Part I -- ROOTS AND STRATEGIES OF THE COLD WAR BEFORE REAGAN

Chapter 2 – Marxism-Leninism Communist Roots of the Cold War to the Eve of the Second World War—1848 to 1939

of political choices and notions of freely-given consent. There was no civil society, religious conscience, art, etc. separate from total government control and supervision. Dissent, rejection, neutrality, and independence were all criminal offenses.
 
Anti-Communist Opponents of Lenin’s Regime. Lenin’s many opponents in the Soviet Union disputed his radical ideology and the Bolshevik party’s readiness to sabotage, punish, attack, and suppress contradictory views and parties. They rejected his reactionary, backward-looking coup and his collaboration with Imperial Germany. They deeply opposed his systemic propaganda and lies about “bread, peace, and land,” as well as his violent imposition of a total dictatorship demonstrably far more tyrannical than any Czar could have imagined and kept in power by brutal Red Army forces, political commissars, and the Cheka. Lenin’s opponents included broad swaths of the population, especially in the countryside, that wanted to continue on the Russian Provisional Government’s progressive path of free competitive elections, real reforms, and the flourishing of civil society.
 
Opposition, Civil War, and External Soviet Aggression. Leaders of the opposition to Lenin included leaders and members of Provisional Government coalition parties. Some politicians like Kerensky escaped the Communist dragnet at the time of Lenin’s coup, as did some military leaders, including generals Kornilov, Denikin, Romanovsky, Lukomsky, Markov, and Admiral Kolchak, who had all fought in defense of Russia and its people against Imperial Germany. These opponents generally bore allegiance to the Provisional Government, and they were joined by Stolypin-style reformists and by forces of many groups and areas throughout Russia. They included military elements like the Czech Legion, Cossack cavalry, the “white” alliance who fought against Lenin’s “reds” in the Russian Civil War, and a few who supported the deposed Czar’s restoration.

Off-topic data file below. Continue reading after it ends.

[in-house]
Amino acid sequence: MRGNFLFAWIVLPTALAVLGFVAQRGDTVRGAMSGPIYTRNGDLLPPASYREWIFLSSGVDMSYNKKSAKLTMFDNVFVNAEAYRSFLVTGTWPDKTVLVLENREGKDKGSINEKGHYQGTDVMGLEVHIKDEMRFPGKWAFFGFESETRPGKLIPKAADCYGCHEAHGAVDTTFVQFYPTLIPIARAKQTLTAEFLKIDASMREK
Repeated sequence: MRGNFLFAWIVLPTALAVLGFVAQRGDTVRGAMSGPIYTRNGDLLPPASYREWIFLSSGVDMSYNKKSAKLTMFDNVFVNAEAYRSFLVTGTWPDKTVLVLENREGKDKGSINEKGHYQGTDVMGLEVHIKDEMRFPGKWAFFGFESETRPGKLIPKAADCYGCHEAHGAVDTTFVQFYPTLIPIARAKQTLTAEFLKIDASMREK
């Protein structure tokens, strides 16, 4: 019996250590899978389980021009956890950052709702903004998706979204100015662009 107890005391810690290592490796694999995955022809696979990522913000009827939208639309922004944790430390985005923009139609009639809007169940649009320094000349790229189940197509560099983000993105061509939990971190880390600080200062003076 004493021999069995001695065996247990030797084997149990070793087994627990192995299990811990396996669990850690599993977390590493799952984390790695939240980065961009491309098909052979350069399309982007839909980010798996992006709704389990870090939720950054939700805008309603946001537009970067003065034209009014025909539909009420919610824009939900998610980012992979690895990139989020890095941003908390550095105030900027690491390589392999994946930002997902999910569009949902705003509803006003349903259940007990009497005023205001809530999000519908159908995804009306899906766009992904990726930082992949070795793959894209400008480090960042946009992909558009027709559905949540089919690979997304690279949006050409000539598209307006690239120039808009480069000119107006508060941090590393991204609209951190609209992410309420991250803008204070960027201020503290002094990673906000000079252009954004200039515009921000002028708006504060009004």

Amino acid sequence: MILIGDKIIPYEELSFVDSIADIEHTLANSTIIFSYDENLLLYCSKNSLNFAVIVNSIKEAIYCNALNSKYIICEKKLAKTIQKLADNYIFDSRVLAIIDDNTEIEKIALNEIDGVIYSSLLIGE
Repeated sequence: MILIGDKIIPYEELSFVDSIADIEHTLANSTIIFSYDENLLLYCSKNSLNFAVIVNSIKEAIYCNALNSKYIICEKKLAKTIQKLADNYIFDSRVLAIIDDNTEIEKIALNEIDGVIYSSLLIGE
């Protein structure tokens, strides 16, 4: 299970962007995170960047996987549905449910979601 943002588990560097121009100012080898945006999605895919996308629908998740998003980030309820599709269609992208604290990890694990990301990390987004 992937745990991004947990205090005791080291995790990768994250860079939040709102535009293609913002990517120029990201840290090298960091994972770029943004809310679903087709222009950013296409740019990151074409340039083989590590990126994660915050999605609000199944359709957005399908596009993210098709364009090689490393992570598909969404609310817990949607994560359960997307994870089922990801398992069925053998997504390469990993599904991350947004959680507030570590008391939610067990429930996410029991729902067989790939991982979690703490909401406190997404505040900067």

External Soviet Aggression. The so-called “red-white” civil war of the next two years expanded rapidly as Lenin launched cross-border Red Army invasions and aggressive Soviet imperialistic ventures against the Ukraine, the Baltics, Estonia, Latvia, Lithuania, Poland and other peoples and nations seeking post-First World War self-determination. Such rights had been promised by Lenin in his “Peace Declaration” and were proclaimed in the Versailles Treaty and the new Covenant of the League of Nations, which Lenin had not signed, but which were important for the Western democracies.
 
Soviet Lies about Western “Military Intervention.” To hide Soviet betrayals of hopes for freedom and independence on the part of the Russian people and their neighbors and to obscure major Soviet imperial interventions abroad, a key Soviet founding myth claims Western “intervention” and “encirclement” threats to the Soviet regime as legitimizing all Soviet actions against Lenin’s opponents both inside Russia and abroad. It was propagandistically claimed that Western democracies had massively intervened in Russia’s civil war with major military forces to promote imperialistic aims and restore the Russian Czar. Yet, the Allies were focused on winning the “Great War” for democracy and securing peace and had worked with the Russian Provisional Government. They no more desired a restoration of the deposed Russian Czar than they would have sought the restoration of Kaiser Wilhelm II of Germany following the latter’s November 9, 1918 abdication and exile.
 
German Advances in Russia Increase Western Concerns and Guard Troops. The war raged on the Western Front until the Allied armistice with Germany on November 11, 1918. Before that event, the Western allies were seriously concerned that the year-earlier Soviet cease-fire of November 1917, the Soviet-German Treaty of Brest-Litovsk in March 1918, and German military representatives working with the new German diplomatic mission that arrived in Moscow in April 1918, might lead to ready German access to the large stocks of military supplies the Allies had been sending to their Russian ally to fight the German invaders. These supplies were located at several Russian sea ports and railway installations in facilities administered by relatively small numbers of Allied troops. To protect these supplies, and with some British and French hope of creating a meaningful liaison with “white” anti-Soviet Russian forces, additional Allied military teams were sent to Murmansk, Archangel, Vladivostok, and several other such facilities beginning in April 1918.
 
The situation in Vladivostok, on Russia’s Pacific coast, was complicated by a small Japanese military presence that arrived early in April to protect its citizens against possible Soviet actions by Red Army units sent to suppress an uprising by several tens of thousands of Czech Legion troops that had left the Eastern front, hoped to fight for their homeland, and were joined by anti-Communist Russian units under Admiral Kolchak. The Japanese numbers grew by several tens of thousands of troops in September, and some headed for the Trans-Siberian Railway. Also in September, American troops arrived in Vladivostok, sent by President Wilson to rescue
 
[Book pg. 34]

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